Virtualizing Vista

Virtualizing Vista

Summary: One of the best ways to test a new (or old) operating system is to install it in a virtual environment. Instead of messing with physical hardware, you create virtual disks, run processes on a virtual CPU, test what happens when you add some virtual memory, and save the whole thing as a file that you can restore in a few minutes.


One of the best ways to test a new (or old) operating system is to install it in a virtual environment. Instead of messing with physical hardware, you create virtual disks, run processes on a virtual CPU, test what happens when you add some virtual memory, and save the whole thing as a file that you can restore in a few minutes.

I've been running various builds of Windows Vista in virtual machines for months now, but not without a lot of pain. And recent builds have been particularly troublesome.

Windows Vista RC1 installs and runs just fine on Microsoft's free Virtual Server 2005 R2. It also reportedly installs and runs on VMWare Server, although I haven't personally tested this combination.

But if you try to install any recent build of Windows Vista on VMWare Workstation, you'll be stymied. The opening setup screens appear, but the system appears to hang when it reaches the end of the text-mode "Windows is loading files..." screen.

Joel Spolsky thinks it's a dirty trick:

If I were VMWare I'd be pretty ticked off at Microsoft right now; since Microsoft makes a competitive product, Virtual PC, it is Highly Suspicious that they come out with a major new test release of an operating system that just happens to not work on VMWare Workstation, something which is practically the de facto standard for developers testing new operating systems. Shabby and slimy, Microsoft. They're probably testing Windows Vista with tens of thousands of applications; not testing with VMWare is inexcusable.

Actually, there's a more prosaic explanation. as this post from a VMWare representative on their support forum explains. The culprit is a combination of two changes in Vista, one in the way the BIOS is addressed during setup, the other because VGA (640 x 480) support is no longer available. Either change by itself would be no problem. Together, they make it impossible for VMWare to switch to the correct display mode during a crucial early part of setup.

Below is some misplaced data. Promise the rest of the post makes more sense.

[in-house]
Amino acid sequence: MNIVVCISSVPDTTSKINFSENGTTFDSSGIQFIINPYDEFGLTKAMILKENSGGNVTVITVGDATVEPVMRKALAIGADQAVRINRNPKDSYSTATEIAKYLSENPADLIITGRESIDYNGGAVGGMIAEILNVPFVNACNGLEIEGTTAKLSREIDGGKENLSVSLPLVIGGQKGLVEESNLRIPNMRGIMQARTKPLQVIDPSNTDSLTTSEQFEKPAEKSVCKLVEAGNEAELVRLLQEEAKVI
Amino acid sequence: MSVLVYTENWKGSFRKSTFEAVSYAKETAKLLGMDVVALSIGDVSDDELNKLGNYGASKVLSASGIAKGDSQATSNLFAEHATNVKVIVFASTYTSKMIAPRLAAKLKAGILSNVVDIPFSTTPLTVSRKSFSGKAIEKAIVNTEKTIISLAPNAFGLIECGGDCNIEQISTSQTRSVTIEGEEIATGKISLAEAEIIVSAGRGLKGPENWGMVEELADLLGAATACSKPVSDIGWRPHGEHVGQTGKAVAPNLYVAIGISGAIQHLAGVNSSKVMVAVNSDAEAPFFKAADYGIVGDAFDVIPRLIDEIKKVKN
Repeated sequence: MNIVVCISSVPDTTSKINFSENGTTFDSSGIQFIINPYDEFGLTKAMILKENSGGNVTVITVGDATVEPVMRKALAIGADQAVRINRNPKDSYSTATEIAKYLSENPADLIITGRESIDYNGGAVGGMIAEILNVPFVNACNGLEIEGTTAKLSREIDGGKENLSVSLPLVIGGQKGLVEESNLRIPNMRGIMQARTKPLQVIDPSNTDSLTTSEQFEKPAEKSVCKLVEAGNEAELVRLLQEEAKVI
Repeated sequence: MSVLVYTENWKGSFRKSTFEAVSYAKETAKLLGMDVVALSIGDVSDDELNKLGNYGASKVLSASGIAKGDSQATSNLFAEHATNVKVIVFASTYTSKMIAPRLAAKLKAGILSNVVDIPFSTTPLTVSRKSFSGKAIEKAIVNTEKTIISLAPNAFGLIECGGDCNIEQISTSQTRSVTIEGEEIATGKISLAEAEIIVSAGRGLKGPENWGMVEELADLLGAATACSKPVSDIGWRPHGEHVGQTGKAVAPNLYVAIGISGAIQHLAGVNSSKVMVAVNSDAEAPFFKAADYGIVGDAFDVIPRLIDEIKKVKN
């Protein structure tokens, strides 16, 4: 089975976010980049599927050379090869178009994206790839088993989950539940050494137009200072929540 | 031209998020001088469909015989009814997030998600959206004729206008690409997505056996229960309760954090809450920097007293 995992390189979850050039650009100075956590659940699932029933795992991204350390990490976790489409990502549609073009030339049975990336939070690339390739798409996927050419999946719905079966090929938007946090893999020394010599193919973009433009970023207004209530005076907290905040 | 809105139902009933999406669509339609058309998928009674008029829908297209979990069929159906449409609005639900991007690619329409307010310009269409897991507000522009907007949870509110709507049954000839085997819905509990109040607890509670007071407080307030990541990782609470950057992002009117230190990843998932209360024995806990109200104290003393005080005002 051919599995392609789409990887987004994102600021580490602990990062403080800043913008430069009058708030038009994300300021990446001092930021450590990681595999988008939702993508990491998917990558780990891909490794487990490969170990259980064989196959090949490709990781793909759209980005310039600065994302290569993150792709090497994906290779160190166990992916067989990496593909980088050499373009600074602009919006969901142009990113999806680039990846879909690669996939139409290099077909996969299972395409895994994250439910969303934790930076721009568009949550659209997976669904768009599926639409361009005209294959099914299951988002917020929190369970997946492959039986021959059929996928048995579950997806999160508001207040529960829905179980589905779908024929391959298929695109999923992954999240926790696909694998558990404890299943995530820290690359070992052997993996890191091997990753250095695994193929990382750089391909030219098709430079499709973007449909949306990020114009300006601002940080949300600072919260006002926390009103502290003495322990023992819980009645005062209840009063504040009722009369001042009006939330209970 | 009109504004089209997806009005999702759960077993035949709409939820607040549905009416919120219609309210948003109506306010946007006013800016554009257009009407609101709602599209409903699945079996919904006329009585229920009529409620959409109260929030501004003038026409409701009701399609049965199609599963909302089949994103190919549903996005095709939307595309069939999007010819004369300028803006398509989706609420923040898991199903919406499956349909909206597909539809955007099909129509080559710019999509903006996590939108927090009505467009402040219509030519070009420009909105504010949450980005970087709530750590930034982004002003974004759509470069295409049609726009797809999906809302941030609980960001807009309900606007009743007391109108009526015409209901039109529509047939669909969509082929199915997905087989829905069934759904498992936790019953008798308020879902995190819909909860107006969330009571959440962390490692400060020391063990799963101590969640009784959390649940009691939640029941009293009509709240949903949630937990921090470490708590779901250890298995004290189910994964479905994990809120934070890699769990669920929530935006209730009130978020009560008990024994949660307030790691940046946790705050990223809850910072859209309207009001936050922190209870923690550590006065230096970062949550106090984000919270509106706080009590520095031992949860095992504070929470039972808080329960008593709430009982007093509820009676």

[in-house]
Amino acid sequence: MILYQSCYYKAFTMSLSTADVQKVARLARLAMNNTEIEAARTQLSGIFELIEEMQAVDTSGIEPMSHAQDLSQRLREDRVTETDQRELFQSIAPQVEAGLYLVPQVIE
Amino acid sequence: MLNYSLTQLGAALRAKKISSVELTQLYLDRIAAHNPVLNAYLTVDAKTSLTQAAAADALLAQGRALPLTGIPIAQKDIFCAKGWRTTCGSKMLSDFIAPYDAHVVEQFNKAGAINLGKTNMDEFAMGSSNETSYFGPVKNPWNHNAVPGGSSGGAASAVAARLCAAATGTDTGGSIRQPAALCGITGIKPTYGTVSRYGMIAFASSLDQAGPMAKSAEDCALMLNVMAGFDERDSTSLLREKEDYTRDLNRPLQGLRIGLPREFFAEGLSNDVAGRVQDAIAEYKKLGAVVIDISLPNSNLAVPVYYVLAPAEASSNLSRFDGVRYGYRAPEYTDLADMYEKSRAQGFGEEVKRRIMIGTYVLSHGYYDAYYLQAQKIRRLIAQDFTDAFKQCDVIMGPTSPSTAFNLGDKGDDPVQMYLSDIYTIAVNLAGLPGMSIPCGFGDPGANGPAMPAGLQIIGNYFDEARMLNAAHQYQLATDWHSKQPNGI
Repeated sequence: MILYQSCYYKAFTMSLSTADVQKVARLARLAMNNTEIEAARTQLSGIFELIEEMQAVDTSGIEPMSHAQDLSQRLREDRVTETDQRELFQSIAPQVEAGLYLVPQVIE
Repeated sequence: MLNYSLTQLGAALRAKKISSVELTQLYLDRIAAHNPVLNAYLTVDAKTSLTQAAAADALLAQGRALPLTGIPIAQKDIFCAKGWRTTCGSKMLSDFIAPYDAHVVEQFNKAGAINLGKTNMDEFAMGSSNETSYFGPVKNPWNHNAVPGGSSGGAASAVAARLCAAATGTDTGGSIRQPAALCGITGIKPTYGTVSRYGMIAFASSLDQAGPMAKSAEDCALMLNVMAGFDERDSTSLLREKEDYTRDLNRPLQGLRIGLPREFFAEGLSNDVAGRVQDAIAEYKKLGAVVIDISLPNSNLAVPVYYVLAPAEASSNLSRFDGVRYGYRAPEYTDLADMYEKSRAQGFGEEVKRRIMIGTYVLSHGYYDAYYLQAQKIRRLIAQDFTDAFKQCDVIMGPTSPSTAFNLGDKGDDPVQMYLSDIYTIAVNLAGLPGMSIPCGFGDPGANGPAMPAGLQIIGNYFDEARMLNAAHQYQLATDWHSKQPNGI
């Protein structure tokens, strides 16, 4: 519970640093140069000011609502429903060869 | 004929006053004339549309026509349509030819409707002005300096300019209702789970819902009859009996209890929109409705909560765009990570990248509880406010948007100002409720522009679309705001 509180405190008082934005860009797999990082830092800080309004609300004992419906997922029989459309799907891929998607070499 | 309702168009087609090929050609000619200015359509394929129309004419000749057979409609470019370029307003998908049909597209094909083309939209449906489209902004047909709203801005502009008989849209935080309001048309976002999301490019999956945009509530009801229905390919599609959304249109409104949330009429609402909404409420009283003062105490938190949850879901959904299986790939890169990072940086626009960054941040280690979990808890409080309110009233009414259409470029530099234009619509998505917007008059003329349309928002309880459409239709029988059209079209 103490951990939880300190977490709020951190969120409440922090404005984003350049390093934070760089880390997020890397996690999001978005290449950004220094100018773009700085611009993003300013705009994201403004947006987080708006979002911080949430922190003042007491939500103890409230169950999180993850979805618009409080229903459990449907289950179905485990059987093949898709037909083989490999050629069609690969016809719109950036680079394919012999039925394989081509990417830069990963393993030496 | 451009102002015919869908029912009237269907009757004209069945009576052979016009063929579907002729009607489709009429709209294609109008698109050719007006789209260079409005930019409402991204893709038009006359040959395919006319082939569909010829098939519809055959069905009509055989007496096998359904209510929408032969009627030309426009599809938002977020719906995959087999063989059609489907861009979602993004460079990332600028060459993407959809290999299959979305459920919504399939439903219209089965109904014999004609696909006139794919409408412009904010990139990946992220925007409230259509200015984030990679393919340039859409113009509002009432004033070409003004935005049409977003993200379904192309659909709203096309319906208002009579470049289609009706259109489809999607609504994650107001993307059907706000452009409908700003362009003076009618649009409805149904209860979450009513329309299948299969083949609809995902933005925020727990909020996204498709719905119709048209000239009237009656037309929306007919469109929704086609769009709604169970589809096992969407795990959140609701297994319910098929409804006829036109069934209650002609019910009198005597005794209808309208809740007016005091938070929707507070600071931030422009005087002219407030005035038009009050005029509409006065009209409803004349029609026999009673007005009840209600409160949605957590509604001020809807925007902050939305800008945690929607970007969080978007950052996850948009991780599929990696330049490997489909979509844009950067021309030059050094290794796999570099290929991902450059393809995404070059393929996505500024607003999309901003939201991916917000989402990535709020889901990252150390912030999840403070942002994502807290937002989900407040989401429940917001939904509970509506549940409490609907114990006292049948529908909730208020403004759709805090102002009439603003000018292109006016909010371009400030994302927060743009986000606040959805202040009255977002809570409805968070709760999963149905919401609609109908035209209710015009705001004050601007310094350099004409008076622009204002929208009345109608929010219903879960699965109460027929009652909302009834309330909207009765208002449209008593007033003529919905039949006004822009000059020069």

So is this really a "shabby and slimy" trick on Microsoft's part? I doubt it. If so, Microsoft's developers are playing dirty tricks on themselves as well, because I was unable to install any Vista build between Beta 2 and RC1 on Microsoft's Virtual PC 2004. And as it turns out, there are quite a few workarounds for creating a virtual machine in VMWare Workstation. You can create the VM using VMWare Server and then use that machine in VMWare Workstation. Or you can add these two lines to the configuration file (.vmx) for the VM, as many VMWare users have reported on the support forums and as Joel explains in his post:

svga.maxWidth = "640"
svga.maxHeight = "480"

After I made this small tweak, I was able to install Vista RC1 as a guest OS in VMWare Workstation with no problems.

Meanwhile, I strongly recommend against trying to run any version of VMWare on Vista as a host operating system. When I tried it over the weekend, I ended up with a badly broken network and eventually Vista crashed with a PFN_LIST_CORRUPT STOP error. That's not surprising: VMWare adds several unsigned kernel-mode drivers and two additional network adapters, and Vista has a completely rewritten network stack. Fortunately, everything returned to normal when I uninstalled VMWare Workstation.